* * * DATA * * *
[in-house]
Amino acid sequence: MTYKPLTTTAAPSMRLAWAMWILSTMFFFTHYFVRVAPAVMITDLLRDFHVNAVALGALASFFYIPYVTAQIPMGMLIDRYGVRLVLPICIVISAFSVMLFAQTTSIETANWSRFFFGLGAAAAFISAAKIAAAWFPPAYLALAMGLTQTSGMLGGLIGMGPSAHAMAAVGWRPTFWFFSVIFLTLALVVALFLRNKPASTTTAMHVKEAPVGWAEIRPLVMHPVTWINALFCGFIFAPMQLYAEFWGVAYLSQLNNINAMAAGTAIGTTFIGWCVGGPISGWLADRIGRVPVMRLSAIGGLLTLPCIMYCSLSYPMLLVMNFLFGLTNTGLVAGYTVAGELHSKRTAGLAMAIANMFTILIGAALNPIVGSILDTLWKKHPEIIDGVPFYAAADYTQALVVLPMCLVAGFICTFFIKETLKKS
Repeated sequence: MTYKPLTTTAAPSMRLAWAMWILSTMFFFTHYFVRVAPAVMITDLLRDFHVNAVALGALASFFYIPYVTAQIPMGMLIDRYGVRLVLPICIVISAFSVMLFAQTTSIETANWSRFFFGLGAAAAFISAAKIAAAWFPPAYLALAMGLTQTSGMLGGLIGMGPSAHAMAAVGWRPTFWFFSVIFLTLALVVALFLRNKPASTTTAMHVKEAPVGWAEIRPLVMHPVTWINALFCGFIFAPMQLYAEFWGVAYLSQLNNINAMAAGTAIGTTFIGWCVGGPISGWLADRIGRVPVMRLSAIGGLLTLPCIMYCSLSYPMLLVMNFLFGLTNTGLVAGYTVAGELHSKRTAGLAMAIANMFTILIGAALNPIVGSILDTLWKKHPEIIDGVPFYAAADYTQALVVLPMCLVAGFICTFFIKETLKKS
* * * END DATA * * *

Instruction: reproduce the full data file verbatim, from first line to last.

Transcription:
[in-house]
Amino acid sequence: MTYKPLTTTAAPSMRLAWAMWILSTMFFFTHYFVRVAPAVMITDLLRDFHVNAVALGALASFFYIPYVTAQIPMGMLIDRYGVRLVLPICIVISAFSVMLFAQTTSIETANWSRFFFGLGAAAAFISAAKIAAAWFPPAYLALAMGLTQTSGMLGGLIGMGPSAHAMAAVGWRPTFWFFSVIFLTLALVVALFLRNKPASTTTAMHVKEAPVGWAEIRPLVMHPVTWINALFCGFIFAPMQLYAEFWGVAYLSQLNNINAMAAGTAIGTTFIGWCVGGPISGWLADRIGRVPVMRLSAIGGLLTLPCIMYCSLSYPMLLVMNFLFGLTNTGLVAGYTVAGELHSKRTAGLAMAIANMFTILIGAALNPIVGSILDTLWKKHPEIIDGVPFYAAADYTQALVVLPMCLVAGFICTFFIKETLKKS
Repeated sequence: MTYKPLTTTAAPSMRLAWAMWILSTMFFFTHYFVRVAPAVMITDLLRDFHVNAVALGALASFFYIPYVTAQIPMGMLIDRYGVRLVLPICIVISAFSVMLFAQTTSIETANWSRFFFGLGAAAAFISAAKIAAAWFPPAYLALAMGLTQTSGMLGGLIGMGPSAHAMAAVGWRPTFWFFSVIFLTLALVVALFLRNKPASTTTAMHVKEAPVGWAEIRPLVMHPVTWINALFCGFIFAPMQLYAEFWGVAYLSQLNNINAMAAGTAIGTTFIGWCVGGPISGWLADRIGRVPVMRLSAIGGLLTLPCIMYCSLSYPMLLVMNFLFGLTNTGLVAGYTVAGELHSKRTAGLAMAIANMFTILIGAALNPIVGSILDTLWKKHPEIIDGVPFYAAADYTQALVVLPMCLVAGFICTFFIKETLKKS